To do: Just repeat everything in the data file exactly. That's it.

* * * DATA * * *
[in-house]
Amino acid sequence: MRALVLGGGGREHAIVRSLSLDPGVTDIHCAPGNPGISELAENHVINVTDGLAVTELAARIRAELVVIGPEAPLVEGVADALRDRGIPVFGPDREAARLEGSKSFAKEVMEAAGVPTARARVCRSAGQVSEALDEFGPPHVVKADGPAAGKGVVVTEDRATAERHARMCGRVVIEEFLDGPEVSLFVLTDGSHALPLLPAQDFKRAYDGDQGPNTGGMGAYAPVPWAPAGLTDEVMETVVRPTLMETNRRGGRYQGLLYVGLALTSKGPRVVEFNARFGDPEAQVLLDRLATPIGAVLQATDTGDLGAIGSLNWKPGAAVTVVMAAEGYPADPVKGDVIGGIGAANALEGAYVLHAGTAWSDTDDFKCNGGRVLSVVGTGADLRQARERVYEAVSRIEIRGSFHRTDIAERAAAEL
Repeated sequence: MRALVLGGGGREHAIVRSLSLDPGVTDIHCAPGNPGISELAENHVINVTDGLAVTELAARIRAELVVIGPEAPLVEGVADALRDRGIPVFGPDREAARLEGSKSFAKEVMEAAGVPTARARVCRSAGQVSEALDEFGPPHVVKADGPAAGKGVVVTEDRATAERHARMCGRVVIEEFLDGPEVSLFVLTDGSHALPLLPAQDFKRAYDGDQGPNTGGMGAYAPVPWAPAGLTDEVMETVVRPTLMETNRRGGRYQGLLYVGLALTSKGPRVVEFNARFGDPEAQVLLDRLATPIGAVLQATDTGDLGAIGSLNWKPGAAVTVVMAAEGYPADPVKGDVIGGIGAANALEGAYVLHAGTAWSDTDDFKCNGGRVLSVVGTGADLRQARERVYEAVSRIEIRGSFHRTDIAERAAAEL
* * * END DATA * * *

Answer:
[in-house]
Amino acid sequence: MRALVLGGGGREHAIVRSLSLDPGVTDIHCAPGNPGISELAENHVINVTDGLAVTELAARIRAELVVIGPEAPLVEGVADALRDRGIPVFGPDREAARLEGSKSFAKEVMEAAGVPTARARVCRSAGQVSEALDEFGPPHVVKADGPAAGKGVVVTEDRATAERHARMCGRVVIEEFLDGPEVSLFVLTDGSHALPLLPAQDFKRAYDGDQGPNTGGMGAYAPVPWAPAGLTDEVMETVVRPTLMETNRRGGRYQGLLYVGLALTSKGPRVVEFNARFGDPEAQVLLDRLATPIGAVLQATDTGDLGAIGSLNWKPGAAVTVVMAAEGYPADPVKGDVIGGIGAANALEGAYVLHAGTAWSDTDDFKCNGGRVLSVVGTGADLRQARERVYEAVSRIEIRGSFHRTDIAERAAAEL
Repeated sequence: MRALVLGGGGREHAIVRSLSLDPGVTDIHCAPGNPGISELAENHVINVTDGLAVTELAARIRAELVVIGPEAPLVEGVADALRDRGIPVFGPDREAARLEGSKSFAKEVMEAAGVPTARARVCRSAGQVSEALDEFGPPHVVKADGPAAGKGVVVTEDRATAERHARMCGRVVIEEFLDGPEVSLFVLTDGSHALPLLPAQDFKRAYDGDQGPNTGGMGAYAPVPWAPAGLTDEVMETVVRPTLMETNRRGGRYQGLLYVGLALTSKGPRVVEFNARFGDPEAQVLLDRLATPIGAVLQATDTGDLGAIGSLNWKPGAAVTVVMAAEGYPADPVKGDVIGGIGAANALEGAYVLHAGTAWSDTDDFKCNGGRVLSVVGTGADLRQARERVYEAVSRIEIRGSFHRTDIAERAAAEL